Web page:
When There is Need to Confront

Confrontation is scary. For most people, it is. They ordinarily equate it with screaming, violence, or power trips.

Yet it’s not about war. It’s about expressions of caring and clarity. That’s why I call it “carefrontation.”

“But I’m worried he’ll get too upset if I confront him,” said Ruth whose husband had been compulsively lying to her about finances and women in the office.

But as she learned to face her fears and feelings in therapy, instead of avoiding or holding them in, she got stronger. She found her calm center.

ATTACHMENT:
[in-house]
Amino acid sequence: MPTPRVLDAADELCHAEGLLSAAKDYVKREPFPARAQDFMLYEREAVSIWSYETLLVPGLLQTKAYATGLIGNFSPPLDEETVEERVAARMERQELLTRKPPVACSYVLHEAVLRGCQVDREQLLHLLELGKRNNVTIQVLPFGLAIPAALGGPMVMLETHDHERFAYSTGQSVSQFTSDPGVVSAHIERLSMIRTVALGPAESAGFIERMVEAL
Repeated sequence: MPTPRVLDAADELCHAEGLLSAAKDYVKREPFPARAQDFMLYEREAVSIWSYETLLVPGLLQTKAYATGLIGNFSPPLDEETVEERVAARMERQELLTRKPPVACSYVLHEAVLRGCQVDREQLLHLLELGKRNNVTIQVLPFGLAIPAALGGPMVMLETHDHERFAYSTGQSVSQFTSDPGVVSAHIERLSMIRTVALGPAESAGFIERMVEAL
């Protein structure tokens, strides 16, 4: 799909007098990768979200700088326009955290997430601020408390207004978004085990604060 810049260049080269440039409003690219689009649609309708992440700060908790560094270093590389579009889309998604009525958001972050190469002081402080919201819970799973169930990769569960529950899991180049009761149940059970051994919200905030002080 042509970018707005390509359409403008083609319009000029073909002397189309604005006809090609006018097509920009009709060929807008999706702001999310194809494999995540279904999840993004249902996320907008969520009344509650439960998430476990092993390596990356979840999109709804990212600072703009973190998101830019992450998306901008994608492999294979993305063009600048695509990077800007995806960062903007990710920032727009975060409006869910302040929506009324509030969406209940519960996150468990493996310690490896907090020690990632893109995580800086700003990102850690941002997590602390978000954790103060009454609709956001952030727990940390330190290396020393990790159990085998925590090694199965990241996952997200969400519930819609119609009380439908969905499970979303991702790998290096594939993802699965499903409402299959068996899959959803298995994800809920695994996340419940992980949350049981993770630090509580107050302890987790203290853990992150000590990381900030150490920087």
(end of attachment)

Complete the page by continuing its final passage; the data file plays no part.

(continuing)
That’s when she became ready for the next step - carefrontation and clarity. She spoke to her husband when they’re both undistracted and open.

Ruth told her husband 3 things:  what truths she discovered, how it has made her feel, and what she wants from him now. That basic outline kept her stay focused.

Once she chose what she wanted, what she will and won’t accept, and what her conditions are for continuing the relationship, she fully expressed them to her husband.

Expression through carefrontation is an important part of healing and wholeness. Not just individually in our self, but in our relationships as well.